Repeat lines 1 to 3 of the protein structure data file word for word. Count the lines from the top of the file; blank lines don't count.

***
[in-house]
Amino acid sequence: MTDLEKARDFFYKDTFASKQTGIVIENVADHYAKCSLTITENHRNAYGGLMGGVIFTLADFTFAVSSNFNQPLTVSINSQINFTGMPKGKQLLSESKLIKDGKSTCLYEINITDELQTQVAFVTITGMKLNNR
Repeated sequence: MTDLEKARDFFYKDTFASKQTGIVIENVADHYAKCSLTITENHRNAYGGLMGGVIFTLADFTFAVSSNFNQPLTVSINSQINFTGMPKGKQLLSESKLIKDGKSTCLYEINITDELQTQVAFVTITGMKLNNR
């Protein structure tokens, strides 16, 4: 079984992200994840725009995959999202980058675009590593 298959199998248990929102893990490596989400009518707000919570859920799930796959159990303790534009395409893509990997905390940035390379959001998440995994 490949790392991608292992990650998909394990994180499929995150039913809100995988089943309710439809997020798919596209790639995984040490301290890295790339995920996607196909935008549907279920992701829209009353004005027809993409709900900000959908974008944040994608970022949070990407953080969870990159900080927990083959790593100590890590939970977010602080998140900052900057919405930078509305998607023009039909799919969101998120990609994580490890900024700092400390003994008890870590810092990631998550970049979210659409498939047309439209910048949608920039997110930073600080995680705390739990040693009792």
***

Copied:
[in-house]
Amino acid sequence: MTDLEKARDFFYKDTFASKQTGIVIENVADHYAKCSLTITENHRNAYGGLMGGVIFTLADFTFAVSSNFNQPLTVSINSQINFTGMPKGKQLLSESKLIKDGKSTCLYEINITDELQTQVAFVTITGMKLNNR
Repeated sequence: MTDLEKARDFFYKDTFASKQTGIVIENVADHYAKCSLTITENHRNAYGGLMGGVIFTLADFTFAVSSNFNQPLTVSINSQINFTGMPKGKQLLSESKLIKDGKSTCLYEINITDELQTQVAFVTITGMKLNNR